Affordable housing should be available to everyone, right? That’s the driving idea behind a housing startup trying to tackle the affordable housing crisis by renting out single rooms to low-income community members. 

Called PadSplit, the Atlanta-based company uses an Airbnb-like model that allows homeowners to sublet rooms in their homes. Renters, on the other hand, pay an all-inclusive weekly price that covers utilities, wifi, and laundry. A rental includes a single furnished room with access to a shared kitchen and bathroom, though rooms with private bathrooms are available for a higher fee. PadSplit’s rooms, on average, are priced around $125 per week.

The goal, according to founder Atticus LeBlanc, is to connect community members with affordable, high-quality homes.

“We view ourselves as a long-term affordable housing solution as compared to Airbnb, but much more flexible than traditional housing options so we can adapt to the needs of lower income workers,” Leblanc says. 

Year-long leases that require security deposits and exorbitant brokers’ fees are cost-prohibitive to many renters.

“Housing is really the biggest portion of an individual’s budget, so if we can help stabilize housing costs, it’s a big driver for that individual achieving financial independence,” he says. “We have many stories where our members have been able to save up enough money and build their credit histories to be able to purchase cars, their own apartments, or even purchase their own homes and rent out rooms via PadSplit.”

Leblanc says PadSplit allows renters to save an average of $516 a month compared to renting traditional apartments, allowing many to transition to a longer-term renting situation after spending time in a PadSplit. 

Gregory Mitchell, 24, has been renting a PadSplit for the past eight months in the Atlanta area. He found out about the company through an online ad, and after talking to a current renter, moved into a room 72 hours later. 

“I like the living arrangement. This is my first time living by myself, and even though I live with other people, I feel like I’m coming home to my own place,” Mitchell says. “Also, I like that I don’t have to count on the other people living in my house for rent.”

PadSplit’s user base is comprised of essential workers in their communities: teachers, grocery store employees, and restaurant workers. On average, people who use PadSplit makes less than $35,000 a year.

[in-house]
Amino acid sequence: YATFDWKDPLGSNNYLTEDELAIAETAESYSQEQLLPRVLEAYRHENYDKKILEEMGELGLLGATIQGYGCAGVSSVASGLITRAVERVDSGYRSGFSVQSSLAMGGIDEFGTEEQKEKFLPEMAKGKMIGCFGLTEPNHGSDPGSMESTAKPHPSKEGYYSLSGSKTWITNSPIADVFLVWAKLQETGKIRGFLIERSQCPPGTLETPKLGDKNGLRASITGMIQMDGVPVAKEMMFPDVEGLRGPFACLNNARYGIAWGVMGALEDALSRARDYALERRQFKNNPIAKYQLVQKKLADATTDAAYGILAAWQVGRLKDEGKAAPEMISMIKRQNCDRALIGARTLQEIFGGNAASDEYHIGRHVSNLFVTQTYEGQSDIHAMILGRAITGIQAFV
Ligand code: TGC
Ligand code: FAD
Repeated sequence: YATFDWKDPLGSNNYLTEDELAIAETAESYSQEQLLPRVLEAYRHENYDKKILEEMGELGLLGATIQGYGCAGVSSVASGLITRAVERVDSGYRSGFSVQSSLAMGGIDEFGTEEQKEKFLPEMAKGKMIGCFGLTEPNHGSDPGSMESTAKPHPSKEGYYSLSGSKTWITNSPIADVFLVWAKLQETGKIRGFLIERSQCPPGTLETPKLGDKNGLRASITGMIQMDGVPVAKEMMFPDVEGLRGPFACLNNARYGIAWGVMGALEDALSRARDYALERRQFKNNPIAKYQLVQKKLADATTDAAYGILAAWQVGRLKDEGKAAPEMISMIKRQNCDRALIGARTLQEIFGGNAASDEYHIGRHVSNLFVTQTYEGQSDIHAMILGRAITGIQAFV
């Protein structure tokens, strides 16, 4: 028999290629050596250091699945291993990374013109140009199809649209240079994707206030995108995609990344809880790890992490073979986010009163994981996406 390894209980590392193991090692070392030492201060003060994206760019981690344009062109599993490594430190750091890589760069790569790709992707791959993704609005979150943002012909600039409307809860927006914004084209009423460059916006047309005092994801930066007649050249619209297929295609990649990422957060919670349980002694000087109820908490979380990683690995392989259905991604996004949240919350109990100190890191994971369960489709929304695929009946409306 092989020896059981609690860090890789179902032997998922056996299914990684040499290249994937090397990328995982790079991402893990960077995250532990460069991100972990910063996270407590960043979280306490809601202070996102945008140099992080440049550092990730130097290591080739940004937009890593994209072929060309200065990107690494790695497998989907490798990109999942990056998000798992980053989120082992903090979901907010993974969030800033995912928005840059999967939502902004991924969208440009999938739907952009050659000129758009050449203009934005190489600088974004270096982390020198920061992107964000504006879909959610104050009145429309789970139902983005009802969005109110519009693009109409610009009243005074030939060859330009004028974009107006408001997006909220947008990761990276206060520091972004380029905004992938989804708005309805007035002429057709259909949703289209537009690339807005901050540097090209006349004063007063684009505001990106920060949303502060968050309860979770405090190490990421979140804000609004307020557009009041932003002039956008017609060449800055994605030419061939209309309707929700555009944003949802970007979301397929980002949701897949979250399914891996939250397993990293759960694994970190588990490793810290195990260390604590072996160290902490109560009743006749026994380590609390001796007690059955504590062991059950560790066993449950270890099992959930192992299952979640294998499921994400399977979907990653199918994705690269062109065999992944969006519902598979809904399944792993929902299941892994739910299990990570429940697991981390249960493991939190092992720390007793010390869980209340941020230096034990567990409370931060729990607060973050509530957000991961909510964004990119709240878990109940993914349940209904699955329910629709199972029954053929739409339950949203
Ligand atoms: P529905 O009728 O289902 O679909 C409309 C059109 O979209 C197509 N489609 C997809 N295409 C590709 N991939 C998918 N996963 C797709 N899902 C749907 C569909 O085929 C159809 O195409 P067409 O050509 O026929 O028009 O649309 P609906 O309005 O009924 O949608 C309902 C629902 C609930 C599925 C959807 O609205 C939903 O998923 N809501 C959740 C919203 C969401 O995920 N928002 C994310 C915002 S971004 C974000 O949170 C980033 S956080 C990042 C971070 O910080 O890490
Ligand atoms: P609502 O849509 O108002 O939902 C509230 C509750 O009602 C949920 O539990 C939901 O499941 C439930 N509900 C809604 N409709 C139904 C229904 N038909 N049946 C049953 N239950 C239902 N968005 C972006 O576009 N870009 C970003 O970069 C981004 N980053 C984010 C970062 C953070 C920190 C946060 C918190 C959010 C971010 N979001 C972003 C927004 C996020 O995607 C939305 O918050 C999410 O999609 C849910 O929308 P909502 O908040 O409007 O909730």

Mitchell works as a customer service representative and restaurant manager, and explains PadSplit has helped him get stabilized. He says he sees himself staying longer than he planned to. 

“It was originally a short-term solution for me. It was somewhere for me to get in, get comfortable, and allow me to reset and build, but it’s turned into an eight-month journey, and I expect to stay here at minimum for the rest of the year,” he says. “After that, I’m considering moving into traditional housing or upgrading to a PadSplit where I have my own bathroom.”

While PadSplit’s setup is tailored toward single renters, LeBlanc says he’s looking to expand the offerings to families who are willing to share housing. The company is also looking to grow to other cities that face a shortage of affordable housing. 

To qualify for a room, potential renters have to pass a background check and adhere to a list of house rules that include no smoking, no overnight guests, and no loud noise between 9 p.m. and 8 a.m. PadSplit uses a three-strike rule, and depending on the severity of the infraction, residents face consequences that include fines or immediate termination. 

Those looking to rent out a room with PadSplit have the advantage of pre-screened renters and a company that takes care of processing payment. Leblanc also claims that the company has saved taxpayers $203 million in subsidies by eliminating the costs to build the same number of subsidized units.

LeBlanc himself rents out a room in his personal home, and he sees his company filling in a gap in the upcoming months as layoffs increase, rent moratoriums expire, and homeowners look to bring in another source of income. “Simply put, there are not enough affordable housing solutions available. We can’t build our way out of this crisis, and ‘naturally occurring’ affordable housing isn’t all that affordable,” he says. “With millions of individuals who have recently lost their jobs, it’s critical that we increase affordable housing supply and enable the people who serve our communities to also live in them.”

Mariette Williams

Contributor

Mariette Williams is freelance culture and travel writer, and her writing has appeared in Travel + Leisure, VICE, ESSENCE, Business Insider and more. She lives in South Florida with her husband and two kids.

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